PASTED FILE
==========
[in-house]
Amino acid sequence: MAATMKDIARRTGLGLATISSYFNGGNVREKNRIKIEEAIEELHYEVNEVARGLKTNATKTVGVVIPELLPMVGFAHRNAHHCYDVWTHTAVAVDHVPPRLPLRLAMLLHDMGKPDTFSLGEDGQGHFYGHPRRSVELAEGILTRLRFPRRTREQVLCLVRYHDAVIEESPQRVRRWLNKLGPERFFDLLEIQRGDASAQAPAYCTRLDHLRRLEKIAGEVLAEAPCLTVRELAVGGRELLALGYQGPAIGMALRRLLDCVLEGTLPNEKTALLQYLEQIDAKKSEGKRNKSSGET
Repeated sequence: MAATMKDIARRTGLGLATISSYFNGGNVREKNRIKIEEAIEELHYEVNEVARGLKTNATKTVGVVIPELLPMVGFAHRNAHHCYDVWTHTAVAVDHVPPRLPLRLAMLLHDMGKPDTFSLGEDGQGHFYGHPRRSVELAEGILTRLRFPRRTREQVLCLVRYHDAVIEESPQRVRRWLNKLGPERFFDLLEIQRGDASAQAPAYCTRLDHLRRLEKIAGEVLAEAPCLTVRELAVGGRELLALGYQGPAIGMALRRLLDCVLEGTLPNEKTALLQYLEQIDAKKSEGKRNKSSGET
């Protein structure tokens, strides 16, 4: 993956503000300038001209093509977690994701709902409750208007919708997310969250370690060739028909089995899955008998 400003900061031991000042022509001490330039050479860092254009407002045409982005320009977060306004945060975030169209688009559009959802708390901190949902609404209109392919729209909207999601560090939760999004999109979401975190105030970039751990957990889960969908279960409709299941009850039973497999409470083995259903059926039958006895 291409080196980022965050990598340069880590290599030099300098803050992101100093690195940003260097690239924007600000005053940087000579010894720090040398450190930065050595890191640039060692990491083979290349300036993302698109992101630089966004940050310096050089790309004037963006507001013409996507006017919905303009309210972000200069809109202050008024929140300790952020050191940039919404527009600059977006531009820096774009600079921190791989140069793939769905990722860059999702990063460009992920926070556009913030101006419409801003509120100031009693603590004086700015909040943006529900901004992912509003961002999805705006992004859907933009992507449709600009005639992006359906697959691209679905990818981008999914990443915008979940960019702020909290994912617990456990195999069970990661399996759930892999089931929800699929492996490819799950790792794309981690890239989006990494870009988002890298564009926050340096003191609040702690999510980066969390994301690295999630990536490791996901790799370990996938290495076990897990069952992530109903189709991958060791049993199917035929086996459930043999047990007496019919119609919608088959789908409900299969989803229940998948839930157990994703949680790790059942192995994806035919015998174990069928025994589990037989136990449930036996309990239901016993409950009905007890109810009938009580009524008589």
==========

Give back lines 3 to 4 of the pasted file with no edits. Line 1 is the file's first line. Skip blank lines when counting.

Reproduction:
Repeated sequence: MAATMKDIARRTGLGLATISSYFNGGNVREKNRIKIEEAIEELHYEVNEVARGLKTNATKTVGVVIPELLPMVGFAHRNAHHCYDVWTHTAVAVDHVPPRLPLRLAMLLHDMGKPDTFSLGEDGQGHFYGHPRRSVELAEGILTRLRFPRRTREQVLCLVRYHDAVIEESPQRVRRWLNKLGPERFFDLLEIQRGDASAQAPAYCTRLDHLRRLEKIAGEVLAEAPCLTVRELAVGGRELLALGYQGPAIGMALRRLLDCVLEGTLPNEKTALLQYLEQIDAKKSEGKRNKSSGET
């Protein structure tokens, strides 16, 4: 993956503000300038001209093509977690994701709902409750208007919708997310969250370690060739028909089995899955008998 400003900061031991000042022509001490330039050479860092254009407002045409982005320009977060306004945060975030169209688009559009959802708390901190949902609404209109392919729209909207999601560090939760999004999109979401975190105030970039751990957990889960969908279960409709299941009850039973497999409470083995259903059926039958006895 291409080196980022965050990598340069880590290599030099300098803050992101100093690195940003260097690239924007600000005053940087000579010894720090040398450190930065050595890191640039060692990491083979290349300036993302698109992101630089966004940050310096050089790309004037963006507001013409996507006017919905303009309210972000200069809109202050008024929140300790952020050191940039919404527009600059977006531009820096774009600079921190791989140069793939769905990722860059999702990063460009992920926070556009913030101006419409801003509120100031009693603590004086700015909040943006529900901004992912509003961002999805705006992004859907933009992507449709600009005639992006359906697959691209679905990818981008999914990443915008979940960019702020909290994912617990456990195999069970990661399996759930892999089931929800699929492996490819799950790792794309981690890239989006990494870009988002890298564009926050340096003191609040702690999510980066969390994301690295999630990536490791996901790799370990996938290495076990897990069952992530109903189709991958060791049993199917035929086996459930043999047990007496019919119609919608088959789908409900299969989803229940998948839930157990994703949680790790059942192995994806035919015998174990069928025994589990037989136990449930036996309990239901016993409950009905007890109810009938009580009524008589």